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Gifts of hope and healing: Shriners Hospital delivers Christmas cheer

Published: Thursday, Dec. 25 2008 12:04 a.m. MST

Staff members Dr. Marcella Woiczik, left, Dr. Eduardo Novais, Dr. Steve Santora, interpreter Alma Higgs and Dr. John Sanders talk after rounds at Shriners Hospital.

Kristin Murphy, Deseret News

The first thing a child sees upon entering Shriners Hospital for Children in Salt Lake City are a couple of brightly lit trees with presents stacked underneath.

Next are the lights and wreaths and bows that adorn the hospital walls. And that's just the beginning. During the holidays, staff and volunteers at Shriners say they do their best to plan activities and create an atmosphere where sick children can celebrate and enjoy the season while away from home.

This past week, a few patients made gingerbread houses. Other planned activities included making picture frames. And today, Santa is expected to visit the children at Shriners.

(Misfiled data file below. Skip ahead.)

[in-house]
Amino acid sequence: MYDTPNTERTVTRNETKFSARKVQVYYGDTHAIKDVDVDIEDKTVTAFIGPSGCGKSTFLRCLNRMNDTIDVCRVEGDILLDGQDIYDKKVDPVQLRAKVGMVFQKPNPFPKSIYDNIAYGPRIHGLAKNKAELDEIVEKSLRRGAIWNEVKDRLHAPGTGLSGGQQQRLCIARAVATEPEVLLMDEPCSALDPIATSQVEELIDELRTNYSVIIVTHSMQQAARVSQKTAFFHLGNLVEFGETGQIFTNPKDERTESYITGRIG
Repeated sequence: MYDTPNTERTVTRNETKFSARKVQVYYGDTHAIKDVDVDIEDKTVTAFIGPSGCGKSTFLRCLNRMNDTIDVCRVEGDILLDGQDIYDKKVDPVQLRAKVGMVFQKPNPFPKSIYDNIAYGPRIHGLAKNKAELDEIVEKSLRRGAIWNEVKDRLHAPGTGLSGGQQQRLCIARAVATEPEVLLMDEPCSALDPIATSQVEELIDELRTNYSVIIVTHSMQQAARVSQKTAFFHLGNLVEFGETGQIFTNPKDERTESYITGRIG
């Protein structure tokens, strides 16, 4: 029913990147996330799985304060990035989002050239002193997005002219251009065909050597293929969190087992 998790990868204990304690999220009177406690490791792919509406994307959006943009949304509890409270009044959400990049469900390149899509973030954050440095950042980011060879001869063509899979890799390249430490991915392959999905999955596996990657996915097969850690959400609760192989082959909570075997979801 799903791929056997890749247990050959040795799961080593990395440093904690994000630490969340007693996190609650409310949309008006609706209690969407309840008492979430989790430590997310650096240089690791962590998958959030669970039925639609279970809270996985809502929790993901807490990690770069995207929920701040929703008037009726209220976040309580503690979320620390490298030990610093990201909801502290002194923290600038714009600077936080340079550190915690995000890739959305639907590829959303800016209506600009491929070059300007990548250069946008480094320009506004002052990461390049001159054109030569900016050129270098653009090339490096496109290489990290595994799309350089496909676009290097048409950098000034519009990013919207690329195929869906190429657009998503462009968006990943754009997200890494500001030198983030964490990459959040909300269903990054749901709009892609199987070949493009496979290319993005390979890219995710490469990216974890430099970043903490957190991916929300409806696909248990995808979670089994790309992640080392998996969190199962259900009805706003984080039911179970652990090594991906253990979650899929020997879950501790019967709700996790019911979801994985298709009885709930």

"Everything here is focused on the children and making them feel comfortable and happy," said Michael Babcock, director of public relations for Shriners in Salt Lake City. "During the holidays, we do everything we can to make this place as inviting and warm and home-like as possible."

The hospital specializes in orthopedic disorders and diseases. As many as 40 children can be admitted at one time for in-patient care while an additional 100-plus children are treated each week as outpatients.

All of the care is free. There are 22 other Shriners hospitals across the country that treat children for orthopedic conditions, burns and spinal cord injuries and cleft lips and palates. The hospital system was founded in 1922.

The Salt Lake City-based Shriners has been running since 1925. It serves seven Western states and two states in Mexico and is funded through donations and an endowment fund.

For Babcock, Shriners is a great story of hope, love and giving.

"What sometimes gets lost is that we're probably giving these children the greatest gift of all," he said. "It's not a remote-controlled car or toys or clothes, but the gift of hope and healing."

For more information about Shriners hospitals, log on to shrinershospitals.org or call 801-536-3500. Patients are accepted regardless of insurance or income level, according to Babcock. The Salt Lake City hospital is accepting new patients.

E-mail: nwarburton@desnews.com

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